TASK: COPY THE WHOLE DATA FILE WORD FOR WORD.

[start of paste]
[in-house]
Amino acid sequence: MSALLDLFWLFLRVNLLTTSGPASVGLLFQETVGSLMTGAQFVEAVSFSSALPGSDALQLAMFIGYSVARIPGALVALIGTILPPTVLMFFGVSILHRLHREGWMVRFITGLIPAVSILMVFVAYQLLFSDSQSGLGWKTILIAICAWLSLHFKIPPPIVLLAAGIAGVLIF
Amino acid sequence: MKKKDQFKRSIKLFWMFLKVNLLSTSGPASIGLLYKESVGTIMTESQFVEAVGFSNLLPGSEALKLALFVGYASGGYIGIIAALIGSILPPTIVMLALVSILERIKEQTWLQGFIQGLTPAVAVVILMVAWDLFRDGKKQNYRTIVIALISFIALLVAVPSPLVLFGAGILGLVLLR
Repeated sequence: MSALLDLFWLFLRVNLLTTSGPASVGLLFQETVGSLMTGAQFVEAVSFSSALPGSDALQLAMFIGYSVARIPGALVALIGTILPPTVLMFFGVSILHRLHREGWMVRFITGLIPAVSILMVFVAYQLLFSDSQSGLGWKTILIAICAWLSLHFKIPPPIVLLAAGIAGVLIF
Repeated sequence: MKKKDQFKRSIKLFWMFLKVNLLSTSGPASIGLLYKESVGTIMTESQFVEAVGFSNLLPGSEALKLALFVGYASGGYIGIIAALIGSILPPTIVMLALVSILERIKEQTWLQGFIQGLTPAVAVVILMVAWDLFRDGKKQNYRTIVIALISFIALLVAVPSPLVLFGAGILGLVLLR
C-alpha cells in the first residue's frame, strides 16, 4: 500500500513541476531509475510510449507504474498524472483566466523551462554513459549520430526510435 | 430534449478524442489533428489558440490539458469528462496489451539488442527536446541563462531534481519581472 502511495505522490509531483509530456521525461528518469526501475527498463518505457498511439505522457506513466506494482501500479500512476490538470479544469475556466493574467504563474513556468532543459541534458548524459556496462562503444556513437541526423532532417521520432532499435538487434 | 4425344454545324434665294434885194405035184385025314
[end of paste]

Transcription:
[in-house]
Amino acid sequence: MSALLDLFWLFLRVNLLTTSGPASVGLLFQETVGSLMTGAQFVEAVSFSSALPGSDALQLAMFIGYSVARIPGALVALIGTILPPTVLMFFGVSILHRLHREGWMVRFITGLIPAVSILMVFVAYQLLFSDSQSGLGWKTILIAICAWLSLHFKIPPPIVLLAAGIAGVLIF
Amino acid sequence: MKKKDQFKRSIKLFWMFLKVNLLSTSGPASIGLLYKESVGTIMTESQFVEAVGFSNLLPGSEALKLALFVGYASGGYIGIIAALIGSILPPTIVMLALVSILERIKEQTWLQGFIQGLTPAVAVVILMVAWDLFRDGKKQNYRTIVIALISFIALLVAVPSPLVLFGAGILGLVLLR
Repeated sequence: MSALLDLFWLFLRVNLLTTSGPASVGLLFQETVGSLMTGAQFVEAVSFSSALPGSDALQLAMFIGYSVARIPGALVALIGTILPPTVLMFFGVSILHRLHREGWMVRFITGLIPAVSILMVFVAYQLLFSDSQSGLGWKTILIAICAWLSLHFKIPPPIVLLAAGIAGVLIF
Repeated sequence: MKKKDQFKRSIKLFWMFLKVNLLSTSGPASIGLLYKESVGTIMTESQFVEAVGFSNLLPGSEALKLALFVGYASGGYIGIIAALIGSILPPTIVMLALVSILERIKEQTWLQGFIQGLTPAVAVVILMVAWDLFRDGKKQNYRTIVIALISFIALLVAVPSPLVLFGAGILGLVLLR
C-alpha cells in the first residue's frame, strides 16, 4: 500500500513541476531509475510510449507504474498524472483566466523551462554513459549520430526510435 | 430534449478524442489533428489558440490539458469528462496489451539488442527536446541563462531534481519581472 502511495505522490509531483509530456521525461528518469526501475527498463518505457498511439505522457506513466506494482501500479500512476490538470479544469475556466493574467504563474513556468532543459541534458548524459556496462562503444556513437541526423532532417521520432532499435538487434 | 4425344454545324434665294434885194405035184385025314